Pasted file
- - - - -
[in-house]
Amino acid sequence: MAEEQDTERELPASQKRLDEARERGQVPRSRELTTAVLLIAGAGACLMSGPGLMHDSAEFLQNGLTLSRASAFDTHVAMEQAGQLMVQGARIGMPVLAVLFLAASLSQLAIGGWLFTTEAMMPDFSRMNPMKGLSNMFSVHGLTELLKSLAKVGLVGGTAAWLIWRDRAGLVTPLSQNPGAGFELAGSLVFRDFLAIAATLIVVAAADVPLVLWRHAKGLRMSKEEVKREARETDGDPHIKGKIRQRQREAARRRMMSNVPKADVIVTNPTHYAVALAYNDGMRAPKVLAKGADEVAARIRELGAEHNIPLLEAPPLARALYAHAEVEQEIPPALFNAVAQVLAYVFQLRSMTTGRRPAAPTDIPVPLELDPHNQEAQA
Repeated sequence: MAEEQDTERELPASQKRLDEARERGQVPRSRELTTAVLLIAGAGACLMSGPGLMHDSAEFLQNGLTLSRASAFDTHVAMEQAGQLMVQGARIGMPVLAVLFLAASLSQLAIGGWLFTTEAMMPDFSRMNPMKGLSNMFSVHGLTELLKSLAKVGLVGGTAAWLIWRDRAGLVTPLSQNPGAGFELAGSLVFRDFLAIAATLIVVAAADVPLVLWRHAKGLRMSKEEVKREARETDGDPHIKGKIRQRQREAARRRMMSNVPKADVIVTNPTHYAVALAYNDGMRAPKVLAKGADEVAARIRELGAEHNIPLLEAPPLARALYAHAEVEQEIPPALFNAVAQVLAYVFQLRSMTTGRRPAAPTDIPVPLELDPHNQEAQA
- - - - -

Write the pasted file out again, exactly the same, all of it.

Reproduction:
[in-house]
Amino acid sequence: MAEEQDTERELPASQKRLDEARERGQVPRSRELTTAVLLIAGAGACLMSGPGLMHDSAEFLQNGLTLSRASAFDTHVAMEQAGQLMVQGARIGMPVLAVLFLAASLSQLAIGGWLFTTEAMMPDFSRMNPMKGLSNMFSVHGLTELLKSLAKVGLVGGTAAWLIWRDRAGLVTPLSQNPGAGFELAGSLVFRDFLAIAATLIVVAAADVPLVLWRHAKGLRMSKEEVKREARETDGDPHIKGKIRQRQREAARRRMMSNVPKADVIVTNPTHYAVALAYNDGMRAPKVLAKGADEVAARIRELGAEHNIPLLEAPPLARALYAHAEVEQEIPPALFNAVAQVLAYVFQLRSMTTGRRPAAPTDIPVPLELDPHNQEAQA
Repeated sequence: MAEEQDTERELPASQKRLDEARERGQVPRSRELTTAVLLIAGAGACLMSGPGLMHDSAEFLQNGLTLSRASAFDTHVAMEQAGQLMVQGARIGMPVLAVLFLAASLSQLAIGGWLFTTEAMMPDFSRMNPMKGLSNMFSVHGLTELLKSLAKVGLVGGTAAWLIWRDRAGLVTPLSQNPGAGFELAGSLVFRDFLAIAATLIVVAAADVPLVLWRHAKGLRMSKEEVKREARETDGDPHIKGKIRQRQREAARRRMMSNVPKADVIVTNPTHYAVALAYNDGMRAPKVLAKGADEVAARIRELGAEHNIPLLEAPPLARALYAHAEVEQEIPPALFNAVAQVLAYVFQLRSMTTGRRPAAPTDIPVPLELDPHNQEAQA